The federal Conservative government is to announce today a subsidy for electricity generated by wind, solar and other forms of renewable energy. The aid – called the EcoEnergy Renewable Power Initiative – will amount to less than a similar Liberal plan the Conservatives scrapped nearly a year ago, the Toronto Star has learned. On Sunday, sources say, the federal government will unveil a revised version of the program that paid part of the cost when homeowners make their house more energy efficient. Today’s announcement on renewable energy is to be made in British Columbia by Prime Minister Stephen Harper and Natural Resources Minister Gary Lunn. The program will pay 1 cent per kilowatt-hour for electricity from large-scale renewable sources. A kilowatt-hour is enough to run ten 100-watt light bulbs for an hour. The subsidy will be available for generation that goes into operation during the next four years. The government is budgeting $300 million for that period – enough to support projects with a total generating capacity of 4,000 megawatts.
Canada’s wind power business could face a tough year in 2007, with increasing doubts about this green energy source promising to buffet the industry. While a record amount of wind power is likely to come on-stream next year, with close to a dozen projects across the country set to be commissioned, questions about the safety of the turbines and the reliability of the power they generate are blowing across the landscape....... The fight against wind development from residents who live near planned projects has taken on a life beyond the usual NIMBY (not in my backyard) complaints. Wind opponents are now using broad arguments about wind reliability to bolster their other concerns over noise, bird safety, vibration and destruction of natural vistas. That’s going to accelerate in 2007, said Tom Adams, executive director of Toronto energy watchdog Energy Probe. “The NIMBYs are going to be more capable [and better able] to analyze and bring serious arguments, rather than just aesthetic concerns, into the discussions.”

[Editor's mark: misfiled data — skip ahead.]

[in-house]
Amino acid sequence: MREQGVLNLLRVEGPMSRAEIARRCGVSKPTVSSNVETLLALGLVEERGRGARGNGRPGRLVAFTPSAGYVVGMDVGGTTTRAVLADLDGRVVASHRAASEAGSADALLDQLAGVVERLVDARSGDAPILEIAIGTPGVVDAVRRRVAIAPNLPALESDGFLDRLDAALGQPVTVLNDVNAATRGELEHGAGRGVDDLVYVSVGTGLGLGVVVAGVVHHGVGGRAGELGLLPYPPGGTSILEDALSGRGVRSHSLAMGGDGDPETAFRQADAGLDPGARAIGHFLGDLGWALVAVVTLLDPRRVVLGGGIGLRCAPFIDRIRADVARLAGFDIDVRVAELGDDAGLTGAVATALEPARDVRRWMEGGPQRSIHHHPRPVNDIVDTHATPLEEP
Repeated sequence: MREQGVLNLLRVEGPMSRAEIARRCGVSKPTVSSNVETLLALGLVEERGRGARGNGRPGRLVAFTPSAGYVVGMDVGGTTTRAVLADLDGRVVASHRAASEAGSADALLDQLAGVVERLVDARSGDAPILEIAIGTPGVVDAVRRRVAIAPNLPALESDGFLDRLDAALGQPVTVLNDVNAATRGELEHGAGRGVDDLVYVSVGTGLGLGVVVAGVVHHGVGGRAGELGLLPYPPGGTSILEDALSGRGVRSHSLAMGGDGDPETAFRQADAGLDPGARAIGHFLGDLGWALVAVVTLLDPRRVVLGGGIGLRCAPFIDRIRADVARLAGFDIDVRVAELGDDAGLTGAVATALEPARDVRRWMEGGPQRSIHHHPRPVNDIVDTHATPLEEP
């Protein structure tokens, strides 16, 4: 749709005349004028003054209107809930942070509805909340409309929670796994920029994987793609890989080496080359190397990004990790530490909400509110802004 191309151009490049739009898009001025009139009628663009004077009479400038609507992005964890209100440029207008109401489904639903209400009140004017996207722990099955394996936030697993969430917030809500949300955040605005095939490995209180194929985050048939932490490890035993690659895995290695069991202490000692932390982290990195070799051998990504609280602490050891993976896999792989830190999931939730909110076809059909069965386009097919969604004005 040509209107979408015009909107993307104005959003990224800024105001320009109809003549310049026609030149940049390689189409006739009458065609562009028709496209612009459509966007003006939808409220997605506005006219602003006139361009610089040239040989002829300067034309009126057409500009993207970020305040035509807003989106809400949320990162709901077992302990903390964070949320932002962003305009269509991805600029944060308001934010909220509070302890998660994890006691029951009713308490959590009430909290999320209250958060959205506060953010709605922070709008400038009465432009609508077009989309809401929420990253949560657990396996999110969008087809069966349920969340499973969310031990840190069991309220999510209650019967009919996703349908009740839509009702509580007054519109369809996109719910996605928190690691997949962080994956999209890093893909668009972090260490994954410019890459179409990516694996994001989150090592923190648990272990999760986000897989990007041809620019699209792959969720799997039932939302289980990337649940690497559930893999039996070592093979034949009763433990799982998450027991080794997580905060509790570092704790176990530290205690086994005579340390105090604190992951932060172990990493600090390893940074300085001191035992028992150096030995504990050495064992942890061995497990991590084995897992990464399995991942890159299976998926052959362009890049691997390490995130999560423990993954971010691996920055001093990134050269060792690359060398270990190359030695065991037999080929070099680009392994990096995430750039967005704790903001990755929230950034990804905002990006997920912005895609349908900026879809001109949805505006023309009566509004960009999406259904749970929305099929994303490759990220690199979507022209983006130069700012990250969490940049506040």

Efforts to diversify Nova Scotia’s energy options saw some successes and failures this year. The province now has more wind turbines than ever, with 41 turbines producing electricity around the province. Nova Scotia ranks eighth out of nine provinces for the amount of wind generated electricity produced, according to the Canadian Wind Energy Association.